If you have any lingering smells or want to make sure your bed smells fresh, try sprinkling the entire surface with baking soda before you vacuum it. You can even add a few drops of your favorite essential oil to the baking soda during this step to get your bed smelling extra fresh and deodorized. We recommend lavender as it has been proven to help calm and relax your mind and muscles in preparation for sleep—pretty perfect for a mattress, wouldn’t you say? Allow the baking soda mixture to soak up smells and oils on your mattress for at least an hour before vacuuming it off.
When you vacuum your mattress, make sure you are using a hose attachment that gets a close suction to the bed. Use short strokes as you cover the entirety of the bed, paying special attention to the areas that are most likely to get dirty, like underneath your head and feet.
Another thing that you should do when preparing to steam clean your mattress is to spot clean any stains. A solution of gentle detergent and water dabbed with a sponge is a great option for stain. Or, because you already have the baking soda out, sprinkling an extra pile of baking soda on the stain then dabbing at it with some white vinegar is also a really great natural alternative for stain removal. Just make sure that, either way you go, you do not saturate the stain with too much liquid because as we’ve already noted, it is important that your mattress is able to dry completely after you’ve washed it.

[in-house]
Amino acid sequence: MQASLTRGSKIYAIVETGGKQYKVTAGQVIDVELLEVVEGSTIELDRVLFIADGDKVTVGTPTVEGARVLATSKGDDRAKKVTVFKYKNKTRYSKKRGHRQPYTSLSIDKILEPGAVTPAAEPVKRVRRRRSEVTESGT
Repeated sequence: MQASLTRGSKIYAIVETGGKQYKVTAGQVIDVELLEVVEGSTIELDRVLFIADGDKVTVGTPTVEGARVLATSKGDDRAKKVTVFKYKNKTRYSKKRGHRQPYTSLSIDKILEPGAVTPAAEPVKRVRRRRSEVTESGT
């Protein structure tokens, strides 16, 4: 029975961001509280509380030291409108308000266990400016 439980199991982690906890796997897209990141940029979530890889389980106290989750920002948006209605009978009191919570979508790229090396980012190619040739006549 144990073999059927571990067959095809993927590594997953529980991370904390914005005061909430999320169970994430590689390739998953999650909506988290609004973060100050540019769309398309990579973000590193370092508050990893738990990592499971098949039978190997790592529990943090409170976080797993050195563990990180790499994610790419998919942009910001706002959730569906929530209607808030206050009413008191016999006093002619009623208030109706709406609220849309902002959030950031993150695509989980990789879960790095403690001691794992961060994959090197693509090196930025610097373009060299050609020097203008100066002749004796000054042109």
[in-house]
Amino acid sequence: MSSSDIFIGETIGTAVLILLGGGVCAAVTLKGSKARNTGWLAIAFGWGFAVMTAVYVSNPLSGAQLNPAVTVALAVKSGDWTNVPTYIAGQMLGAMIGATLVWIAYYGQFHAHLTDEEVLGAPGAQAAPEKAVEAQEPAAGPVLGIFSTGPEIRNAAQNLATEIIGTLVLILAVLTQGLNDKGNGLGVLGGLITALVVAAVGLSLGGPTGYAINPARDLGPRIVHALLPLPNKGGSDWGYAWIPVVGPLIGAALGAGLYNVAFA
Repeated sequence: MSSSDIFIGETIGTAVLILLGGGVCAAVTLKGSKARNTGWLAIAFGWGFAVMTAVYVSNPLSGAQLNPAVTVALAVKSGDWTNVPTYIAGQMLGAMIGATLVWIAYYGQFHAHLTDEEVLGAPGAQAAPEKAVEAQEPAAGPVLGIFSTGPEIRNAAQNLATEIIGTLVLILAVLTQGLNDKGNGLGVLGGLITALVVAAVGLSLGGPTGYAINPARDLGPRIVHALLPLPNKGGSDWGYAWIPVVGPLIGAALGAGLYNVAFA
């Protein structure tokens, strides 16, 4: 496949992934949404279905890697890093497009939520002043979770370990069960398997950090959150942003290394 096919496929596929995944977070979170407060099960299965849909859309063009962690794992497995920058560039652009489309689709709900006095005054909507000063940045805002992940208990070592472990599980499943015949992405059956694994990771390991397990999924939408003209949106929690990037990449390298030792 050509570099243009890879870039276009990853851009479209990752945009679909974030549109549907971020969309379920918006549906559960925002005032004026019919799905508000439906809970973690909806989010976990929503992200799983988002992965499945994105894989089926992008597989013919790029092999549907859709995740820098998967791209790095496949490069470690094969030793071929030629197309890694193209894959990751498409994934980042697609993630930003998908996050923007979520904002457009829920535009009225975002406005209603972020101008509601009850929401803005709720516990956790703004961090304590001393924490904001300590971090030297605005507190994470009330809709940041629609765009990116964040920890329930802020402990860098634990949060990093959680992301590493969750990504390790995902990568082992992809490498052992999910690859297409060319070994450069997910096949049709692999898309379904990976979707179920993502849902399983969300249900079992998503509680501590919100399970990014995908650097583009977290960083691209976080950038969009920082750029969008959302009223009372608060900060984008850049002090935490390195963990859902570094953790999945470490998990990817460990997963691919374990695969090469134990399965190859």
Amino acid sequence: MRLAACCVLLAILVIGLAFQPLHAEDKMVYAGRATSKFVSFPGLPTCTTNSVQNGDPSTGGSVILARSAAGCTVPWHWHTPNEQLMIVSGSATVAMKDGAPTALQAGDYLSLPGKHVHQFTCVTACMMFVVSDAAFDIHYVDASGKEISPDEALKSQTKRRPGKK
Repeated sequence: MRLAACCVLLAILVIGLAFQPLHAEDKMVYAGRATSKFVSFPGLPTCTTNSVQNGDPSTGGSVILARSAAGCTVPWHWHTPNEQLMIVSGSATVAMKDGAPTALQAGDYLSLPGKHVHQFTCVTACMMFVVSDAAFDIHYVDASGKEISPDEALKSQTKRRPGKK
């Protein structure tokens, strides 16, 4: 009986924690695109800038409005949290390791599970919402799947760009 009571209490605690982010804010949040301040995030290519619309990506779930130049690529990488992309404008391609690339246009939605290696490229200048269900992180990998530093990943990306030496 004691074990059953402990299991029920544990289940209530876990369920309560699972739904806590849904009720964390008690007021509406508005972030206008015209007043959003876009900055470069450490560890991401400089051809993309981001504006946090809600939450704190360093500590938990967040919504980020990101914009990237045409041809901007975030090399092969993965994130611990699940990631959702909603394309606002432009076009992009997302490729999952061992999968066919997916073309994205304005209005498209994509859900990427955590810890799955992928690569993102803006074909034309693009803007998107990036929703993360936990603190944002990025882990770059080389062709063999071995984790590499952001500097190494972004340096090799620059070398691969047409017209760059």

Set up your steam cleaner by filling the water tank and making sure all the parts are properly attached, then get to steaming. You’ll want to hold the steamer a few inches above the surface of the mattress, not actually directly touching the fabric, as you slowly move it across the bed in long and low strokes. Pay attention to the dampness of the mattress: it should feel slightly moist but not soaking wet, think gentle drizzle instead of thunderstorm. If it seems like it is getting too saturated by moisture, move the steamer further up and away from the surface and continue as usual. For an even deeper clean, try steaming along the sides of the mattress as well.
Note: If your mattress is flippable, you’ll want to wait for the first side to dry completely before flipping the bed and repeating the process on the other side. Most mattresses are not double sided though, so no need to worry about steaming the underside of the bed.